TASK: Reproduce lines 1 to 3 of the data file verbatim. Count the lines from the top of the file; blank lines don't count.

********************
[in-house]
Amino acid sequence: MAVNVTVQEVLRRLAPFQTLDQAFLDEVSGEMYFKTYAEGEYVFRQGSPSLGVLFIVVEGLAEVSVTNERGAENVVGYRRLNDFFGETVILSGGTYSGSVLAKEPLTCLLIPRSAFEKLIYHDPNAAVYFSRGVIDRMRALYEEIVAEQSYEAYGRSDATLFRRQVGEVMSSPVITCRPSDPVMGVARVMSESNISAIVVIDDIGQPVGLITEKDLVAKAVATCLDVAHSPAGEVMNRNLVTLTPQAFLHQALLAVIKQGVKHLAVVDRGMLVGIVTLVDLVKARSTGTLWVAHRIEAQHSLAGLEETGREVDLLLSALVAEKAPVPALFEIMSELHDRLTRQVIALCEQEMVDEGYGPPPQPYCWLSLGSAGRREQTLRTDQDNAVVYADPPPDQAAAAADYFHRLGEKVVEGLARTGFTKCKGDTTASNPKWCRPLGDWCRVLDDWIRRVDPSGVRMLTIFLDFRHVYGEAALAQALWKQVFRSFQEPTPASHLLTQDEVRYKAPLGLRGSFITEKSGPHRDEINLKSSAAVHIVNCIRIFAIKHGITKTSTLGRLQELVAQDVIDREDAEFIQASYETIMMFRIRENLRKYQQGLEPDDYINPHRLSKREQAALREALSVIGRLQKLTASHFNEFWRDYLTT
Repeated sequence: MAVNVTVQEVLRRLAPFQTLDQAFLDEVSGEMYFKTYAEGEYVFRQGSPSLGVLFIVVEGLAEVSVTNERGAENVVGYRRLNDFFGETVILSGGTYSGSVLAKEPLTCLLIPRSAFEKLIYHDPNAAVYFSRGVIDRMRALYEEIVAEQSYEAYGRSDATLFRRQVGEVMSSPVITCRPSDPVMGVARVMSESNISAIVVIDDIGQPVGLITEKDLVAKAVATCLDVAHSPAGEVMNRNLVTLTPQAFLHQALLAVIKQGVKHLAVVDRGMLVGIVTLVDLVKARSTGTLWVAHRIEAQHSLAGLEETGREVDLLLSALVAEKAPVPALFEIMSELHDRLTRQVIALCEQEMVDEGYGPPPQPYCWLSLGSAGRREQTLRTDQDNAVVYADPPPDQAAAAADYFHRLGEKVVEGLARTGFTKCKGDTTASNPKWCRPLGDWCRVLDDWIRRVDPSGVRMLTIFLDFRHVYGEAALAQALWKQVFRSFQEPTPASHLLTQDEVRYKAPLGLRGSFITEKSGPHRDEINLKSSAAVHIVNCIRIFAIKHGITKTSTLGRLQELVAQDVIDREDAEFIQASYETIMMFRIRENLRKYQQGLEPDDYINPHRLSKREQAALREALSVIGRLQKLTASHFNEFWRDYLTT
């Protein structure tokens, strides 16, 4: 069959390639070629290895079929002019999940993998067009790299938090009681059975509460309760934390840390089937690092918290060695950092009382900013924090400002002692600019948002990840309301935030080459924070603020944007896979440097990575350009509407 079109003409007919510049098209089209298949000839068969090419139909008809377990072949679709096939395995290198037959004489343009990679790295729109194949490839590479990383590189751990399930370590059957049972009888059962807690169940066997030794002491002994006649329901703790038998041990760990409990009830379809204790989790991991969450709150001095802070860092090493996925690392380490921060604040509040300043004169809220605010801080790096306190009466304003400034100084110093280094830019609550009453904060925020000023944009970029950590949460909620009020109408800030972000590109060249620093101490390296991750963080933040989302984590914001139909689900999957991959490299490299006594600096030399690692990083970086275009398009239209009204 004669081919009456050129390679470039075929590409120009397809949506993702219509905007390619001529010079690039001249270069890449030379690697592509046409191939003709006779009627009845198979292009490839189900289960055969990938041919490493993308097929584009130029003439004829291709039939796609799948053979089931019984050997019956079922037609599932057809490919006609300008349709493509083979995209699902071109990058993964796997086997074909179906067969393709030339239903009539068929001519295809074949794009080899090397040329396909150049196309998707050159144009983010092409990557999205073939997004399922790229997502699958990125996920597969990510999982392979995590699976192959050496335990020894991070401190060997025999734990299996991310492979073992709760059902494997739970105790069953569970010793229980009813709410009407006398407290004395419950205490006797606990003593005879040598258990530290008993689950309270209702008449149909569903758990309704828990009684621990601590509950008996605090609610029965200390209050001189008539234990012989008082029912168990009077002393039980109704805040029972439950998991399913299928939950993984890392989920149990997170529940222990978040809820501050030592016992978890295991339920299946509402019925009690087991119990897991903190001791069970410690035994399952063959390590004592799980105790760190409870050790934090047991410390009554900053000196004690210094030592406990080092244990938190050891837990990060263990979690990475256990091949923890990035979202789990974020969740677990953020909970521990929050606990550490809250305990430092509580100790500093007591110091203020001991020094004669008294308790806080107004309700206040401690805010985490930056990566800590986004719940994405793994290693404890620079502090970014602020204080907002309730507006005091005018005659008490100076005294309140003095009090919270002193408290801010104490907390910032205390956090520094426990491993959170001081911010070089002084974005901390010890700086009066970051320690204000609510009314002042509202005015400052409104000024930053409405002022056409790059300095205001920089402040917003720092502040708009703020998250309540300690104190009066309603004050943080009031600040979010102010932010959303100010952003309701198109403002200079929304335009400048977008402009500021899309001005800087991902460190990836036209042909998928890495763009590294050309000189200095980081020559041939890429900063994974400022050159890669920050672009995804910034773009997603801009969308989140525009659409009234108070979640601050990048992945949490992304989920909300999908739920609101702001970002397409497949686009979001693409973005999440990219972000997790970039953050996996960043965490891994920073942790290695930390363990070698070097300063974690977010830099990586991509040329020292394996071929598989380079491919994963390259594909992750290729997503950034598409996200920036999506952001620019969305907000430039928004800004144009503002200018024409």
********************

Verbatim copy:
[in-house]
Amino acid sequence: MAVNVTVQEVLRRLAPFQTLDQAFLDEVSGEMYFKTYAEGEYVFRQGSPSLGVLFIVVEGLAEVSVTNERGAENVVGYRRLNDFFGETVILSGGTYSGSVLAKEPLTCLLIPRSAFEKLIYHDPNAAVYFSRGVIDRMRALYEEIVAEQSYEAYGRSDATLFRRQVGEVMSSPVITCRPSDPVMGVARVMSESNISAIVVIDDIGQPVGLITEKDLVAKAVATCLDVAHSPAGEVMNRNLVTLTPQAFLHQALLAVIKQGVKHLAVVDRGMLVGIVTLVDLVKARSTGTLWVAHRIEAQHSLAGLEETGREVDLLLSALVAEKAPVPALFEIMSELHDRLTRQVIALCEQEMVDEGYGPPPQPYCWLSLGSAGRREQTLRTDQDNAVVYADPPPDQAAAAADYFHRLGEKVVEGLARTGFTKCKGDTTASNPKWCRPLGDWCRVLDDWIRRVDPSGVRMLTIFLDFRHVYGEAALAQALWKQVFRSFQEPTPASHLLTQDEVRYKAPLGLRGSFITEKSGPHRDEINLKSSAAVHIVNCIRIFAIKHGITKTSTLGRLQELVAQDVIDREDAEFIQASYETIMMFRIRENLRKYQQGLEPDDYINPHRLSKREQAALREALSVIGRLQKLTASHFNEFWRDYLTT
Repeated sequence: MAVNVTVQEVLRRLAPFQTLDQAFLDEVSGEMYFKTYAEGEYVFRQGSPSLGVLFIVVEGLAEVSVTNERGAENVVGYRRLNDFFGETVILSGGTYSGSVLAKEPLTCLLIPRSAFEKLIYHDPNAAVYFSRGVIDRMRALYEEIVAEQSYEAYGRSDATLFRRQVGEVMSSPVITCRPSDPVMGVARVMSESNISAIVVIDDIGQPVGLITEKDLVAKAVATCLDVAHSPAGEVMNRNLVTLTPQAFLHQALLAVIKQGVKHLAVVDRGMLVGIVTLVDLVKARSTGTLWVAHRIEAQHSLAGLEETGREVDLLLSALVAEKAPVPALFEIMSELHDRLTRQVIALCEQEMVDEGYGPPPQPYCWLSLGSAGRREQTLRTDQDNAVVYADPPPDQAAAAADYFHRLGEKVVEGLARTGFTKCKGDTTASNPKWCRPLGDWCRVLDDWIRRVDPSGVRMLTIFLDFRHVYGEAALAQALWKQVFRSFQEPTPASHLLTQDEVRYKAPLGLRGSFITEKSGPHRDEINLKSSAAVHIVNCIRIFAIKHGITKTSTLGRLQELVAQDVIDREDAEFIQASYETIMMFRIRENLRKYQQGLEPDDYINPHRLSKREQAALREALSVIGRLQKLTASHFNEFWRDYLTT